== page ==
- 4 lbs. jalapeño peppers
- 8 cups sugar
- 3 cups apple cider vinegar
- 1 Tbsp. garlic powder
- 1 tsp. ground turmeric
- 1 tsp. celery seeds
- 1 tsp. cayenne pepper (optional, for more heat)
- Prepare a water bath canner, jars, and 2-part lids for canning.
- Remove the stem from the jalapeño peppers, gently knocking out any loose seeds.
- Using a sharp knife, thinly slice the peppers into 1/8- to 1/4-inch rounds.
- In a large pot, stir together the sugar, vinegar, garlic powder, turmeric, celery seeds, and cayenne pepper.
- Bring the ingredients to a boil over medium-high heat and stir until the sugar has dissolved completely.
- When the liquid is boiling, lower the heat and simmer for 5 minutes.
- Add the jalapeño slices and simmer for another 5 minutes (make sure to have a window open or other source of ventilation during this step).
- Lay out the jars and lids on a cutting board and, using a funnel and slotted spoon, fill the jars with the jalapeños. Be sure to leave 1-inch of headspace between the peppers and the underside of the lid.
- Simmer the syrup for a further 5 minutes, before ladling into the jars.
- Remove air bubbles and add more liquid if needed to ensure 1 inch of headspace.
- Apply lids, screwing the outer band until fingertip tight .
- Place the jars in the hot water canner, bring to a boil, and process for 10 minutes (if using half-pint jars) and 15 minutes (if using pint jars).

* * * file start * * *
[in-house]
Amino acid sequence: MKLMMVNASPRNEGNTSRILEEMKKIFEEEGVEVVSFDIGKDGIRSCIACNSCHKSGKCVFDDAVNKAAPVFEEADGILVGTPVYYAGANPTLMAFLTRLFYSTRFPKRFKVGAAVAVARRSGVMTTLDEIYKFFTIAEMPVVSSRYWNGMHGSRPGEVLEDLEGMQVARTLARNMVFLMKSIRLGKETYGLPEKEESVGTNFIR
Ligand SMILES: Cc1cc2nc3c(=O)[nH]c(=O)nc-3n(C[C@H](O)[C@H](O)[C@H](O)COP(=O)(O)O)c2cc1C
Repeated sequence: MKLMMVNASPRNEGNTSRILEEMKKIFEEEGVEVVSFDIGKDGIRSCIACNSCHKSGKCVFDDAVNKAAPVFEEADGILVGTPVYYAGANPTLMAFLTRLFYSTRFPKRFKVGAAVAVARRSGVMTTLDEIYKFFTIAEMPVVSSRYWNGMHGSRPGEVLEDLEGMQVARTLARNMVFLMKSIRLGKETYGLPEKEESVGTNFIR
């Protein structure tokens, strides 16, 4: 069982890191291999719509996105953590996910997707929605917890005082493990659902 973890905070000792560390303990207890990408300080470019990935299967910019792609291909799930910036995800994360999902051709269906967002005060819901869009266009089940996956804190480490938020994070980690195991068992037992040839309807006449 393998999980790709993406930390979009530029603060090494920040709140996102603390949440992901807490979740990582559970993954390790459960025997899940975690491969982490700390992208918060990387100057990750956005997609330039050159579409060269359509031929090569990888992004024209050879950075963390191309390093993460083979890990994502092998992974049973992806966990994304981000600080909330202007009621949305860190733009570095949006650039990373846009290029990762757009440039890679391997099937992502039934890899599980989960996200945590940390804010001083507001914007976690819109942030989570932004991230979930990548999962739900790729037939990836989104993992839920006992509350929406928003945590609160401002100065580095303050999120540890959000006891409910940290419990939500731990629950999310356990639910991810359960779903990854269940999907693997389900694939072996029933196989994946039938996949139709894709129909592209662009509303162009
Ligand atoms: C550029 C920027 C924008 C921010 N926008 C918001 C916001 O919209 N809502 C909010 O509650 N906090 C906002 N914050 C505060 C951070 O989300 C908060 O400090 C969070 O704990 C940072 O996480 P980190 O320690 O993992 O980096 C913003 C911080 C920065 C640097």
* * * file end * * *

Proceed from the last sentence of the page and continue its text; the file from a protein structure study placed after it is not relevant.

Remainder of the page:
- Once the timer has gone off, wait 5 minutes and then remove the jars.
- Place the jars on a clean surface and allow the contents to come to room temperature (around 12 hours).
- Check the seals on each jar, storing any unsealed jars in the fridge.
- Store cowboy candy in a cool, dark place until ready to use.
*Devereaux's original recipe calls for 1/2 cup of whole mustard seeds. I usually omit them for two reasons: 1)it changes the texture significantly and 2) the end result is very similar to bread and butter pickles, but much sweeter. If you want to include them, add them with the rest of the spices and prepare as described.
As an Amazon Associate and member of other affiliate programs, I earn from qualifying purchases.
Summer Canning Recipes
Looking for more ways to preserve the harvest this season?